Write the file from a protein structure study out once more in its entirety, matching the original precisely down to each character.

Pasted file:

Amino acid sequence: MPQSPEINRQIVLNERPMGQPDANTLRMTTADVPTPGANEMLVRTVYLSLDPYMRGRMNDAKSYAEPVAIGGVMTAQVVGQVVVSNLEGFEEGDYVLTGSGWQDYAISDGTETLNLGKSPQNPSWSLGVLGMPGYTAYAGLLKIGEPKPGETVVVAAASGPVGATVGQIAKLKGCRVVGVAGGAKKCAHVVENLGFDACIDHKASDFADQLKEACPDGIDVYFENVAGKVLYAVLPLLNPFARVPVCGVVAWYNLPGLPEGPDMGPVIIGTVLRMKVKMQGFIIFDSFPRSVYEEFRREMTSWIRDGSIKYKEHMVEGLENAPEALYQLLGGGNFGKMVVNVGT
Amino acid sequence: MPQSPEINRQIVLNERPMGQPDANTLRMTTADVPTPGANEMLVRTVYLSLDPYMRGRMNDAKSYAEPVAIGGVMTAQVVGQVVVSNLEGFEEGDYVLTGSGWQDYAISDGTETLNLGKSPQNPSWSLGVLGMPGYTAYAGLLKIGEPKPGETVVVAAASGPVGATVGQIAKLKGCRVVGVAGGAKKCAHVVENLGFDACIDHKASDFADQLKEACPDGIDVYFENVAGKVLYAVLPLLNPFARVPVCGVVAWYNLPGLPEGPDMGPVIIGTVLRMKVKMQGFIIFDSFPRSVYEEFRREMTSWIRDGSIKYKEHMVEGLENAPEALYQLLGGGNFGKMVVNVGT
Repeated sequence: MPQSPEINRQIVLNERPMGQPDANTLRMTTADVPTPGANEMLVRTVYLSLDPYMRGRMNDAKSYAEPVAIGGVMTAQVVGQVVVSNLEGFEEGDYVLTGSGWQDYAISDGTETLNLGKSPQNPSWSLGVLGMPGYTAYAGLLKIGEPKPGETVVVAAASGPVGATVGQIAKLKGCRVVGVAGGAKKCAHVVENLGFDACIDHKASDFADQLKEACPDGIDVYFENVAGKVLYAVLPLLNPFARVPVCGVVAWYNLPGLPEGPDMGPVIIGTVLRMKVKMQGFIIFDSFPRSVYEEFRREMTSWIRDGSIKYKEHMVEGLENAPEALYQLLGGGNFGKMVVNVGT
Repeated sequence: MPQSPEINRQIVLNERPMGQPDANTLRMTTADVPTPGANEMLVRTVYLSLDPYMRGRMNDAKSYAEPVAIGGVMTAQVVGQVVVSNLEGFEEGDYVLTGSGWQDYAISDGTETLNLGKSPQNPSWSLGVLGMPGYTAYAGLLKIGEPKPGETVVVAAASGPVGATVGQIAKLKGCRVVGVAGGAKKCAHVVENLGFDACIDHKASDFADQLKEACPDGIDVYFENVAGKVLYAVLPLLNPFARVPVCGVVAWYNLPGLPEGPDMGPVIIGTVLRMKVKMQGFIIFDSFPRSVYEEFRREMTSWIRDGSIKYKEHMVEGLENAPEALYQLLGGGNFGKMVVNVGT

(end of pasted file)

Amino acid sequence: MPQSPEINRQIVLNERPMGQPDANTLRMTTADVPTPGANEMLVRTVYLSLDPYMRGRMNDAKSYAEPVAIGGVMTAQVVGQVVVSNLEGFEEGDYVLTGSGWQDYAISDGTETLNLGKSPQNPSWSLGVLGMPGYTAYAGLLKIGEPKPGETVVVAAASGPVGATVGQIAKLKGCRVVGVAGGAKKCAHVVENLGFDACIDHKASDFADQLKEACPDGIDVYFENVAGKVLYAVLPLLNPFARVPVCGVVAWYNLPGLPEGPDMGPVIIGTVLRMKVKMQGFIIFDSFPRSVYEEFRREMTSWIRDGSIKYKEHMVEGLENAPEALYQLLGGGNFGKMVVNVGT
Amino acid sequence: MPQSPEINRQIVLNERPMGQPDANTLRMTTADVPTPGANEMLVRTVYLSLDPYMRGRMNDAKSYAEPVAIGGVMTAQVVGQVVVSNLEGFEEGDYVLTGSGWQDYAISDGTETLNLGKSPQNPSWSLGVLGMPGYTAYAGLLKIGEPKPGETVVVAAASGPVGATVGQIAKLKGCRVVGVAGGAKKCAHVVENLGFDACIDHKASDFADQLKEACPDGIDVYFENVAGKVLYAVLPLLNPFARVPVCGVVAWYNLPGLPEGPDMGPVIIGTVLRMKVKMQGFIIFDSFPRSVYEEFRREMTSWIRDGSIKYKEHMVEGLENAPEALYQLLGGGNFGKMVVNVGT
Repeated sequence: MPQSPEINRQIVLNERPMGQPDANTLRMTTADVPTPGANEMLVRTVYLSLDPYMRGRMNDAKSYAEPVAIGGVMTAQVVGQVVVSNLEGFEEGDYVLTGSGWQDYAISDGTETLNLGKSPQNPSWSLGVLGMPGYTAYAGLLKIGEPKPGETVVVAAASGPVGATVGQIAKLKGCRVVGVAGGAKKCAHVVENLGFDACIDHKASDFADQLKEACPDGIDVYFENVAGKVLYAVLPLLNPFARVPVCGVVAWYNLPGLPEGPDMGPVIIGTVLRMKVKMQGFIIFDSFPRSVYEEFRREMTSWIRDGSIKYKEHMVEGLENAPEALYQLLGGGNFGKMVVNVGT
Repeated sequence: MPQSPEINRQIVLNERPMGQPDANTLRMTTADVPTPGANEMLVRTVYLSLDPYMRGRMNDAKSYAEPVAIGGVMTAQVVGQVVVSNLEGFEEGDYVLTGSGWQDYAISDGTETLNLGKSPQNPSWSLGVLGMPGYTAYAGLLKIGEPKPGETVVVAAASGPVGATVGQIAKLKGCRVVGVAGGAKKCAHVVENLGFDACIDHKASDFADQLKEACPDGIDVYFENVAGKVLYAVLPLLNPFARVPVCGVVAWYNLPGLPEGPDMGPVIIGTVLRMKVKMQGFIIFDSFPRSVYEEFRREMTSWIRDGSIKYKEHMVEGLENAPEALYQLLGGGNFGKMVVNVGT